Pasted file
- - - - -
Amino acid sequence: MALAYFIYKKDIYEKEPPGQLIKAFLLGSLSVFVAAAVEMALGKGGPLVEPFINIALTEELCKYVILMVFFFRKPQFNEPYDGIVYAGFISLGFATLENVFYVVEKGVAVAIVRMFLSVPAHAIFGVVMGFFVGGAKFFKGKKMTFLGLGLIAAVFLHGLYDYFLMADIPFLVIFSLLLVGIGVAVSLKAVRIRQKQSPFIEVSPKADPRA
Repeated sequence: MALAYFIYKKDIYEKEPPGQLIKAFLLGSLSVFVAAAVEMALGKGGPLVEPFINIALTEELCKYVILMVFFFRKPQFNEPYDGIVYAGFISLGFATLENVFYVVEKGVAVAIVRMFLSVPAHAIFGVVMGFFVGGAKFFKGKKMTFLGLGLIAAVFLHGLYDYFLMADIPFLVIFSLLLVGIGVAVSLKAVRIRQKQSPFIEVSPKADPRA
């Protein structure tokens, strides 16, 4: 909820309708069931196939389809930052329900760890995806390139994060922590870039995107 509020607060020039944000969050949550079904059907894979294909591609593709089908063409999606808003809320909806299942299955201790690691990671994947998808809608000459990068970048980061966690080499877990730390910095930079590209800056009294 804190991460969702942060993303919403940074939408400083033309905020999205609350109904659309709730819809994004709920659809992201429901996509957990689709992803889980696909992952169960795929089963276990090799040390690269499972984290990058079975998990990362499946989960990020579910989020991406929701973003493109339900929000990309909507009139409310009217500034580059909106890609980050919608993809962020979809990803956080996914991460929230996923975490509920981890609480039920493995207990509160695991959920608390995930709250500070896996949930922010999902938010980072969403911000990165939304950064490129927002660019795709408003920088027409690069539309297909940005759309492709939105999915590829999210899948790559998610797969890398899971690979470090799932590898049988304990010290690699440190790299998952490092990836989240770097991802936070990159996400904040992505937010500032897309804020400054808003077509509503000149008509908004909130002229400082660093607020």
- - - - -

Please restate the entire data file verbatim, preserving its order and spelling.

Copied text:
Amino acid sequence: MALAYFIYKKDIYEKEPPGQLIKAFLLGSLSVFVAAAVEMALGKGGPLVEPFINIALTEELCKYVILMVFFFRKPQFNEPYDGIVYAGFISLGFATLENVFYVVEKGVAVAIVRMFLSVPAHAIFGVVMGFFVGGAKFFKGKKMTFLGLGLIAAVFLHGLYDYFLMADIPFLVIFSLLLVGIGVAVSLKAVRIRQKQSPFIEVSPKADPRA
Repeated sequence: MALAYFIYKKDIYEKEPPGQLIKAFLLGSLSVFVAAAVEMALGKGGPLVEPFINIALTEELCKYVILMVFFFRKPQFNEPYDGIVYAGFISLGFATLENVFYVVEKGVAVAIVRMFLSVPAHAIFGVVMGFFVGGAKFFKGKKMTFLGLGLIAAVFLHGLYDYFLMADIPFLVIFSLLLVGIGVAVSLKAVRIRQKQSPFIEVSPKADPRA
């Protein structure tokens, strides 16, 4: 909820309708069931196939389809930052329900760890995806390139994060922590870039995107 509020607060020039944000969050949550079904059907894979294909591609593709089908063409999606808003809320909806299942299955201790690691990671994947998808809608000459990068970048980061966690080499877990730390910095930079590209800056009294 804190991460969702942060993303919403940074939408400083033309905020999205609350109904659309709730819809994004709920659809992201429901996509957990689709992803889980696909992952169960795929089963276990090799040390690269499972984290990058079975998990990362499946989960990020579910989020991406929701973003493109339900929000990309909507009139409310009217500034580059909106890609980050919608993809962020979809990803956080996914991460929230996923975490509920981890609480039920493995207990509160695991959920608390995930709250500070896996949930922010999902938010980072969403911000990165939304950064490129927002660019795709408003920088027409690069539309297909940005759309492709939105999915590829999210899948790559998610797969890398899971690979470090799932590898049988304990010290690699440190790299998952490092990836989240770097991802936070990159996400904040992505937010500032897309804020400054808003077509509503000149008509908004909130002229400082660093607020």